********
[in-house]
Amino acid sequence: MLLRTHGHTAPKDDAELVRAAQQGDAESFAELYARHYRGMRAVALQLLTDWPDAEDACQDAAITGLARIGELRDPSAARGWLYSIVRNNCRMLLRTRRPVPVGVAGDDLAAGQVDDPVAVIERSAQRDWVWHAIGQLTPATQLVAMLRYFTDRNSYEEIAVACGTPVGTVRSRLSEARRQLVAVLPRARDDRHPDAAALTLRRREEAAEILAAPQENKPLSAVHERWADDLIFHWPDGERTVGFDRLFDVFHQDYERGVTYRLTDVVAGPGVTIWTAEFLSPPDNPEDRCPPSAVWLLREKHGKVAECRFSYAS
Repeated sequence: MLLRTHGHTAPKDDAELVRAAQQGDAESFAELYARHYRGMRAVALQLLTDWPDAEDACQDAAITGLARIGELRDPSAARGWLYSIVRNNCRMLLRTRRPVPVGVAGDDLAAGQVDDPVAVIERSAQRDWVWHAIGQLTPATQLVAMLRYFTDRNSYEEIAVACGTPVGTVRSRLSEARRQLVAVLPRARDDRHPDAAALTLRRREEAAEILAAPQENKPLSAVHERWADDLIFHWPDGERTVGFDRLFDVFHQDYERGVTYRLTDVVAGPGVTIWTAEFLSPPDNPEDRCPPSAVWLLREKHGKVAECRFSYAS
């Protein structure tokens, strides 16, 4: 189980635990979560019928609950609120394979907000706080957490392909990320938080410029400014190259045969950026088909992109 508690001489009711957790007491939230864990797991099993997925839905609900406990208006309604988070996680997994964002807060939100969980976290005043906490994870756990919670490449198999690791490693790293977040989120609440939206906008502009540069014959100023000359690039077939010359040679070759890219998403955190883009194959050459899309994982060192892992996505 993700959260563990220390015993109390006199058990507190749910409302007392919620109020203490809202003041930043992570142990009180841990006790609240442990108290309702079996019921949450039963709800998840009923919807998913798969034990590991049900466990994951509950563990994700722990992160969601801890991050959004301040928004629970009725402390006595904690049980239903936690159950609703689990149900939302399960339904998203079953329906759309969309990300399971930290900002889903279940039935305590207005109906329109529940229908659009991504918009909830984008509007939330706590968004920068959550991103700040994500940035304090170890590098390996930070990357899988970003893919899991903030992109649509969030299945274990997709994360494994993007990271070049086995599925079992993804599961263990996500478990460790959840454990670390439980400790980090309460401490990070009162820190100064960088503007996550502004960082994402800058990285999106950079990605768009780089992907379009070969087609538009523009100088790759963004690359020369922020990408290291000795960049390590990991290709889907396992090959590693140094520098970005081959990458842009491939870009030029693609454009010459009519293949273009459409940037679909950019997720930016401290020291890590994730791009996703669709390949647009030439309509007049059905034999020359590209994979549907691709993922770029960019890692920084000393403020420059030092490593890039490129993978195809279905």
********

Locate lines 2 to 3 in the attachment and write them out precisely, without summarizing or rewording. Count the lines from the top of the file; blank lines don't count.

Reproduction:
Amino acid sequence: MLLRTHGHTAPKDDAELVRAAQQGDAESFAELYARHYRGMRAVALQLLTDWPDAEDACQDAAITGLARIGELRDPSAARGWLYSIVRNNCRMLLRTRRPVPVGVAGDDLAAGQVDDPVAVIERSAQRDWVWHAIGQLTPATQLVAMLRYFTDRNSYEEIAVACGTPVGTVRSRLSEARRQLVAVLPRARDDRHPDAAALTLRRREEAAEILAAPQENKPLSAVHERWADDLIFHWPDGERTVGFDRLFDVFHQDYERGVTYRLTDVVAGPGVTIWTAEFLSPPDNPEDRCPPSAVWLLREKHGKVAECRFSYAS
Repeated sequence: MLLRTHGHTAPKDDAELVRAAQQGDAESFAELYARHYRGMRAVALQLLTDWPDAEDACQDAAITGLARIGELRDPSAARGWLYSIVRNNCRMLLRTRRPVPVGVAGDDLAAGQVDDPVAVIERSAQRDWVWHAIGQLTPATQLVAMLRYFTDRNSYEEIAVACGTPVGTVRSRLSEARRQLVAVLPRARDDRHPDAAALTLRRREEAAEILAAPQENKPLSAVHERWADDLIFHWPDGERTVGFDRLFDVFHQDYERGVTYRLTDVVAGPGVTIWTAEFLSPPDNPEDRCPPSAVWLLREKHGKVAECRFSYAS